Portlaoise is the capital town of county Laois. The town is fifty-three miles from Dublin, and the main roads from Limerick and Cork to the capital link up at Portlaoise. It is an historic town, founded over four hundred years ago to advance the English colonisation of Ireland.

Nowadays many of its historic remains lie concealed from the thousands of people who pass through it every week. The relative dearth of easily visible historical remains is partly due to the violence of Portlaoise's early history, but also to the rapid growth and expansion of the town in recent years.

The story began in 1547 A.D. when Portlaoise

was established as a fort. The O'Moores of Laois and the O'Connors of Offaly had terrorised the English settlers of the Pale and extorted black rents from them following the failure of the Silken Thomas rebellion. When in 1547 they rose in rebellion again, military expeditions were dispatched under St. Leger (and later Bellingham) to subdue them. The military campaign was successful. Giolla Patrick O'Moore and Brian O'Connor were defeated and brought under arrest to England. There, their lives were spared but their lands confiscated. The fort of Laois, from which the town is named, began in 1547-48.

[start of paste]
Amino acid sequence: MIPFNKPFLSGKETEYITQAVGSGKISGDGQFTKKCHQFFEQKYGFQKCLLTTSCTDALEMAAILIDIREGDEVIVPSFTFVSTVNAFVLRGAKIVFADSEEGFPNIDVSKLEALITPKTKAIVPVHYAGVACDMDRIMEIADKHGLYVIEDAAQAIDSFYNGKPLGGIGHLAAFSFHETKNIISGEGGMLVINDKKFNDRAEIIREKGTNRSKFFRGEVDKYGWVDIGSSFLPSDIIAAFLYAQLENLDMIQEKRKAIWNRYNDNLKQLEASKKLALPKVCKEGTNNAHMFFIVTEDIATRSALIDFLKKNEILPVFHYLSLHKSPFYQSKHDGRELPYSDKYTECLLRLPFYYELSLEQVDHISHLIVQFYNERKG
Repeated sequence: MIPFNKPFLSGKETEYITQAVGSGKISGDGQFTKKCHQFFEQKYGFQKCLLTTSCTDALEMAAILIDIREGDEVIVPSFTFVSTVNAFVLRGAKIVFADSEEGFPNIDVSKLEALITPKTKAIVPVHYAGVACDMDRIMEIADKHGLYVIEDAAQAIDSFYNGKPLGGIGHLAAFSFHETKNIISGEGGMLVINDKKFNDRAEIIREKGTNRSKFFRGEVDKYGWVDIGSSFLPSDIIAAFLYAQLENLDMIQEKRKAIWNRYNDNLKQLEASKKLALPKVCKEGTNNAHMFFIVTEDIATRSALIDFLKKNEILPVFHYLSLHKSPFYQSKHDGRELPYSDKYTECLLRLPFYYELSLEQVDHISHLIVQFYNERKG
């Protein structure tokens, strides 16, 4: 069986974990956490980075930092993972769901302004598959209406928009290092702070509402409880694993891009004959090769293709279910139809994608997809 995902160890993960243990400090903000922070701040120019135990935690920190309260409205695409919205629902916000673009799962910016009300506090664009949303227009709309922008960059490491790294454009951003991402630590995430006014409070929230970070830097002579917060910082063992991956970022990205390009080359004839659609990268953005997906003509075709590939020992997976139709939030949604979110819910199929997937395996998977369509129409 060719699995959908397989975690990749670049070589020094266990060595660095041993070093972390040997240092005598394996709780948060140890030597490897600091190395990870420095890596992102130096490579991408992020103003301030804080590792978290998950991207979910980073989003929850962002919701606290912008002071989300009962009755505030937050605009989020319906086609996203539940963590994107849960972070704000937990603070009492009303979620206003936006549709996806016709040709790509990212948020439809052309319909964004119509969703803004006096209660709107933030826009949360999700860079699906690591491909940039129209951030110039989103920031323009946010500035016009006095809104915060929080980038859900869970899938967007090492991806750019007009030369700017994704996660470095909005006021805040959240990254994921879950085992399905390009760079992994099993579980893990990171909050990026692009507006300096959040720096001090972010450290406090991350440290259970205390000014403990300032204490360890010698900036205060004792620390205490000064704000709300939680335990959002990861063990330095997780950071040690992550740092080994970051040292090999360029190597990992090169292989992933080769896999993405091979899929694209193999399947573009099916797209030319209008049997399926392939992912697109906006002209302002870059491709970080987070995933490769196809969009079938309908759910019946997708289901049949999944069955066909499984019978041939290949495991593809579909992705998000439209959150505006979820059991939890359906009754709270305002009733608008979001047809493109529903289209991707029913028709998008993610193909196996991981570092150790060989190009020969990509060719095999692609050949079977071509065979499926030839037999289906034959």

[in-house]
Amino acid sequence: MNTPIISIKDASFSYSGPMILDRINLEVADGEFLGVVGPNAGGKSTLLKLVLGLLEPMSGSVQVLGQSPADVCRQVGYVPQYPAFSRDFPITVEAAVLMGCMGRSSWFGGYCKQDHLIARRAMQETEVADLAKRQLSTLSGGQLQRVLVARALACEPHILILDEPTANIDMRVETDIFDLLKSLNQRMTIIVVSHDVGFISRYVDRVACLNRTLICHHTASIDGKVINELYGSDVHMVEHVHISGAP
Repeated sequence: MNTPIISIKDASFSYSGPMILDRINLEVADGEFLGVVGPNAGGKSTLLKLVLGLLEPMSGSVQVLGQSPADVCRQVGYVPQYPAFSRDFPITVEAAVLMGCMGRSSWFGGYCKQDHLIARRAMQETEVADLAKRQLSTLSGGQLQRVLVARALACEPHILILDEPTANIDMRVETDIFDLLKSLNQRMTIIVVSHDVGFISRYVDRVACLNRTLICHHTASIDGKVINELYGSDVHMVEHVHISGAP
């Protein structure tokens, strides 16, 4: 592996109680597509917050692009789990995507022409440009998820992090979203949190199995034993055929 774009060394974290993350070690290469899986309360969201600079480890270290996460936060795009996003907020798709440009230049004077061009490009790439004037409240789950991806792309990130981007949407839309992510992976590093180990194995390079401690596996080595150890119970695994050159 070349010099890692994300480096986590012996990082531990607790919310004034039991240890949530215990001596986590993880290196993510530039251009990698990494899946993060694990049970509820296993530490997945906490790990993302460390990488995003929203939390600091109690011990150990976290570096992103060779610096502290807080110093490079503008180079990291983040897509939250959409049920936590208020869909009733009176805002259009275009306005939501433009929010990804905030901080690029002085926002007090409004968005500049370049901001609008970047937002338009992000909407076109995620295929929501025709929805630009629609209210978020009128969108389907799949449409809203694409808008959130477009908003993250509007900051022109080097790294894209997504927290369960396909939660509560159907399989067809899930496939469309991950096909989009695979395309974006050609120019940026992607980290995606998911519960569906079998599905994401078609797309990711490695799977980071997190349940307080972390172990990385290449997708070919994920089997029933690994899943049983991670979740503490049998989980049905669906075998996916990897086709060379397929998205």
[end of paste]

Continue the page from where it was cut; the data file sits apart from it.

It was built to protect the English, who were brought in on the O'Moore territory, and also to guard the southern flank of the Pale. The early fort was variously known as Governor, Port Laois, Campa and Fort Protector. But the fort, and town which began to grow around its walls, was soon to have a new name.

In 1556, the lands of the Seven Septs of Laois were confiscated for plantation by English settlers. Laois was to be known as Queen's County and the Fort of Laois was to be named Maryborough after Queen Mary.

Courtesy of Michael Parsons



previousPrevious - Lea Castle
Next - Colonel James Fitzmauricenext